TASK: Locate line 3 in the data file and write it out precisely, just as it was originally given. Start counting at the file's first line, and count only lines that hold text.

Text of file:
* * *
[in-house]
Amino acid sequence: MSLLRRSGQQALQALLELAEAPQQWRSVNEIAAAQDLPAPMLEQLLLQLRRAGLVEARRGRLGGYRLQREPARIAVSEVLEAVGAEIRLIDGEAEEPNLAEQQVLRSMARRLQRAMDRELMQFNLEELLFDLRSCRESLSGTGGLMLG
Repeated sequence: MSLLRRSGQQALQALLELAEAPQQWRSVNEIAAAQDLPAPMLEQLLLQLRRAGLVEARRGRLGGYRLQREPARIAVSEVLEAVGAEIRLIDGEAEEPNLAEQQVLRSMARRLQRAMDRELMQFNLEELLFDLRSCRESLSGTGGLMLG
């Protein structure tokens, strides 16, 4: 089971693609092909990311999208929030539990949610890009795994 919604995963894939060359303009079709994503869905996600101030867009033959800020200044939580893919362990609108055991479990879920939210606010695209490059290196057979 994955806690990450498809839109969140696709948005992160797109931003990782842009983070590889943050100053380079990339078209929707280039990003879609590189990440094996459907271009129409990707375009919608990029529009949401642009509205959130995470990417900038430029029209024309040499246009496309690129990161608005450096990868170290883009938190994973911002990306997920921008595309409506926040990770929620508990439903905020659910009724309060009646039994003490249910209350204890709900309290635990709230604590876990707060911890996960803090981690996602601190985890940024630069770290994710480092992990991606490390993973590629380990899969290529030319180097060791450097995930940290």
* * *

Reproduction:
Repeated sequence: MSLLRRSGQQALQALLELAEAPQQWRSVNEIAAAQDLPAPMLEQLLLQLRRAGLVEARRGRLGGYRLQREPARIAVSEVLEAVGAEIRLIDGEAEEPNLAEQQVLRSMARRLQRAMDRELMQFNLEELLFDLRSCRESLSGTGGLMLG